Self-Care and Mental Maintenance: Building your house right

This is a preventative/maintenance post about “building your mental house right.” I hope you enjoy!

Caveat: take what helps and leave the rest. I am not a doctor or a professional of any kind. I am a regular person who wants to help. You know you, best. End of disclaimer!!

Before I start, I want you to grab a very large post-it note (preferable that is neon). This is going to be important.

This was inspired by a friend of mine saying, “I’m not too many steps from a crazy person.” That idea really resonated with me – because it’s true. When life unravels, it’s really easy – and rapid – to get to a point of being completely leveled. Where we have no tools, where we are grasping, begging, underfoot, feeling desperate and incapable. Or crazy. Or worthless. Like a mess, like life is a mess – like we fucked everything up. No one loves us, etc.

And how we get there is usually a cascade of little things or one or two big things that tip our balance.

I want to illustrate to you the difference between those two mindsets:

One: you can see a typical life hurdle and think – that sucks but I will tackle it. I just have to do x, y, then z.


The other mindset: you see a hurdle and think: Really? Again? Why me? Why does the universe hate me? I can’t seem to get a break. My life is hopeless. People are terrible. I don’t have friends and I don’t like myself. I don’t have (a career yet). I don’t have (the income I want). (Insert thing you are striving for.) And now this. (Followed by a week of intense fret around said hurdle and wallowing and depression.)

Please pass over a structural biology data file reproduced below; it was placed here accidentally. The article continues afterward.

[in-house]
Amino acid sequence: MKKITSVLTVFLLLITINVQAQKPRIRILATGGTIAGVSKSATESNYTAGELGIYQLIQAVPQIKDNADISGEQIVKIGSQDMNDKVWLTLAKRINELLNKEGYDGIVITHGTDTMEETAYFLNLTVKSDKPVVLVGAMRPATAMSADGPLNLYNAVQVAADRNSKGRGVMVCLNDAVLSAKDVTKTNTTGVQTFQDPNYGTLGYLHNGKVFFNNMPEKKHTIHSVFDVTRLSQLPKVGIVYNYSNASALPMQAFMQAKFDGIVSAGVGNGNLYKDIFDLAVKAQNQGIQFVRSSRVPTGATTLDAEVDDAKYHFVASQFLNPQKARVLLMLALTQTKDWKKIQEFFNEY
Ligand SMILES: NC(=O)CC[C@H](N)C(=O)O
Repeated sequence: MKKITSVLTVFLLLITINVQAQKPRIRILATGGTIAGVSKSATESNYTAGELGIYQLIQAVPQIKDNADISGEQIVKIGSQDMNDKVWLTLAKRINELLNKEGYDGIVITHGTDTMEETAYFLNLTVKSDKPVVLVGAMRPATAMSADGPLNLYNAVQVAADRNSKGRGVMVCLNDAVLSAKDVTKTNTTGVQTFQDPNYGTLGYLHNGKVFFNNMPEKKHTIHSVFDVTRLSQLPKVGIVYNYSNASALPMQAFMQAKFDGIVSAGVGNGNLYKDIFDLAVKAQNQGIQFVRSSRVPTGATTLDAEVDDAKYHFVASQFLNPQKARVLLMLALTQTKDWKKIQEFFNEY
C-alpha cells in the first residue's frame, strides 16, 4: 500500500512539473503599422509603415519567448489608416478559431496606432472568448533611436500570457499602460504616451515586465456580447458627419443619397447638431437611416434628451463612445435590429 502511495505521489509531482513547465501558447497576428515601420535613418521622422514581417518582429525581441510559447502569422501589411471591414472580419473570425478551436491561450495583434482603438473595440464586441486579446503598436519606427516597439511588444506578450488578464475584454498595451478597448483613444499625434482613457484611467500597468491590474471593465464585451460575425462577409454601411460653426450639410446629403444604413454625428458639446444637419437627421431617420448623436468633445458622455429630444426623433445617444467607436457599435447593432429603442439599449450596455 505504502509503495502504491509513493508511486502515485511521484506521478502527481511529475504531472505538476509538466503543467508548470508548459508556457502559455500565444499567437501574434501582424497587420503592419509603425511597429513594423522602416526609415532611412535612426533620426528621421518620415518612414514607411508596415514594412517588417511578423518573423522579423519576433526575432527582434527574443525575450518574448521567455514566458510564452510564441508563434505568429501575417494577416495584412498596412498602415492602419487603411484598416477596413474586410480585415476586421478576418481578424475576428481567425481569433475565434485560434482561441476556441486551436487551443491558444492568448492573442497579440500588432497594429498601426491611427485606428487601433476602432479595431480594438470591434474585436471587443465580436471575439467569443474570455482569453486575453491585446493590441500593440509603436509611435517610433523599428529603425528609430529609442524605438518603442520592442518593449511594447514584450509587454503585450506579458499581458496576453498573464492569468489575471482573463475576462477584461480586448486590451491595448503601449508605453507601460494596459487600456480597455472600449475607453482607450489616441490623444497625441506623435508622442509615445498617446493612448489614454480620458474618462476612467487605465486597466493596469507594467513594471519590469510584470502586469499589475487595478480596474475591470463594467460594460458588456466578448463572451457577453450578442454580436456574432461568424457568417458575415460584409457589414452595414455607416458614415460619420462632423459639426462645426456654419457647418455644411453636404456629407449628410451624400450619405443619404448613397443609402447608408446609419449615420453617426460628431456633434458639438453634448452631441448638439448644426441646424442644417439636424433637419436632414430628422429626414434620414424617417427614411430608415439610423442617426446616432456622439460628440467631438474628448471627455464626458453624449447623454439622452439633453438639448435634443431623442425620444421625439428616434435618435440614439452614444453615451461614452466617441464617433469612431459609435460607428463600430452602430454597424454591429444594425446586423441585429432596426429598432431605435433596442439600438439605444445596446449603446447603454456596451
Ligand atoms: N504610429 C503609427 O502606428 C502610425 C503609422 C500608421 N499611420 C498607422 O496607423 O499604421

The difference between these two mindsets (or really, bodysets) – is everything. It’s the difference in REALITY. Your world with exactly the same ingredients can look completely opposite depending on how you are showing up in your body – to witness that life.

Because from one state you take actions and the actions remain just that: moments that you move through one at a time. From the other mindset, you are experiencing a whole flood of emotions – for a long duration of time – that are disorienting and also very bad for your health. The stress and thinking and ruminating actually increases your risk of heart attack, heart disease, decreases your ability to sleep soundly, and also puts you into a hyper-reactive zone that I called “the fuck-it zone” in a recent podcast episode. This is where life is a challenge, and you are always the victim of your circumstances. Like a mouse running around a crowded sidewalk. Because you are stuck in REACTION. You are fighting against anything that comes your way – because you have been compromised and are unable to access your resources: your highest, smartest thinking.